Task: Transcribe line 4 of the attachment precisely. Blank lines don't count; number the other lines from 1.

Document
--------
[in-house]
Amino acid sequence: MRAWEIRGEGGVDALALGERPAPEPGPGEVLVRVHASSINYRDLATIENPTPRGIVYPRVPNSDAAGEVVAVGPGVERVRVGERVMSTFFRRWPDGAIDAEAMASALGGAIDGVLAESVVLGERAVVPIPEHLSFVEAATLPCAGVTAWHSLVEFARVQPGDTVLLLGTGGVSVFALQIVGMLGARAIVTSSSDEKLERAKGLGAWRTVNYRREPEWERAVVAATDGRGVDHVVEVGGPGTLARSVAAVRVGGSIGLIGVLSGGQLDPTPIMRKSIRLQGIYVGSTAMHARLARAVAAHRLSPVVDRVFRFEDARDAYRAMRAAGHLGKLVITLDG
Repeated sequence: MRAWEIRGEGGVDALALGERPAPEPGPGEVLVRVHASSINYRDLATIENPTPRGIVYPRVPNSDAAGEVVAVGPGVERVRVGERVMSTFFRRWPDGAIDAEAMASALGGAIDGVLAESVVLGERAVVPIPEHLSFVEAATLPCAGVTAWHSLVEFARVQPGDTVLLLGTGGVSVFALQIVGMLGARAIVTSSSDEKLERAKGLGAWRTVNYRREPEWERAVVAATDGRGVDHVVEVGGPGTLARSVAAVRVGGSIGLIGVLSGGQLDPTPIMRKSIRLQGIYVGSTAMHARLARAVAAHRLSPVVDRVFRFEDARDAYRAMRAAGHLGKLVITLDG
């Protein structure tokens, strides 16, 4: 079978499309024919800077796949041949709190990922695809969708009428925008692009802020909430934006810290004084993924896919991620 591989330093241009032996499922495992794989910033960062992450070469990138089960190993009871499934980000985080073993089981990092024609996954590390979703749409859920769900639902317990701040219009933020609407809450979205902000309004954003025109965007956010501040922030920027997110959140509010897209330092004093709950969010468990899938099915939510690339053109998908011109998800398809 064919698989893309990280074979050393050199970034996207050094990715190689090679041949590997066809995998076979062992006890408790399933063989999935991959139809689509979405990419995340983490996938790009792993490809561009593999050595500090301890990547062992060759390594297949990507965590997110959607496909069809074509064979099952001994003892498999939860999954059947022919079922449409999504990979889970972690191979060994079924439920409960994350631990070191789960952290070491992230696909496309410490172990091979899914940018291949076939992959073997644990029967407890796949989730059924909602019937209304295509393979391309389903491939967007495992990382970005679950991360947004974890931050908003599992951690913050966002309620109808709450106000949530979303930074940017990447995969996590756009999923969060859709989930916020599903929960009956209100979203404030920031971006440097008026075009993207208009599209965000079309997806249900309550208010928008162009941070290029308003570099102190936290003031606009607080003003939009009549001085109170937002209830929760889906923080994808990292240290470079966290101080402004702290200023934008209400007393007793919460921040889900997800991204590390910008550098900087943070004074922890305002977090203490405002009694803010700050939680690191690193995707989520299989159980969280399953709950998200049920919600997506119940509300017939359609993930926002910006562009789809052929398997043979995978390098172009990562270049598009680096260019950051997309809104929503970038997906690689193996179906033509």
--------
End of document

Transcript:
């Protein structure tokens, strides 16, 4: 079978499309024919800077796949041949709190990922695809969708009428925008692009802020909430934006810290004084993924896919991620 591989330093241009032996499922495992794989910033960062992450070469990138089960190993009871499934980000985080073993089981990092024609996954590390979703749409859920769900639902317990701040219009933020609407809450979205902000309004954003025109965007956010501040922030920027997110959140509010897209330092004093709950969010468990899938099915939510690339053109998908011109998800398809 064919698989893309990280074979050393050199970034996207050094990715190689090679041949590997066809995998076979062992006890408790399933063989999935991959139809689509979405990419995340983490996938790009792993490809561009593999050595500090301890990547062992060759390594297949990507965590997110959607496909069809074509064979099952001994003892498999939860999954059947022919079922449409999504990979889970972690191979060994079924439920409960994350631990070191789960952290070491992230696909496309410490172990091979899914940018291949076939992959073997644990029967407890796949989730059924909602019937209304295509393979391309389903491939967007495992990382970005679950991360947004974890931050908003599992951690913050966002309620109808709450106000949530979303930074940017990447995969996590756009999923969060859709989930916020599903929960009956209100979203404030920031971006440097008026075009993207208009599209965000079309997806249900309550208010928008162009941070290029308003570099102190936290003031606009607080003003939009009549001085109170937002209830929760889906923080994808990292240290470079966290101080402004702290200023934008209400007393007793919460921040889900997800991204590390910008550098900087943070004074922890305002977090203490405002009694803010700050939680690191690193995707989520299989159980969280399953709950998200049920919600997506119940509300017939359609993930926002910006562009789809052929398997043979995978390098172009990562270049598009680096260019950051997309809104929503970038997906690689193996179906033509």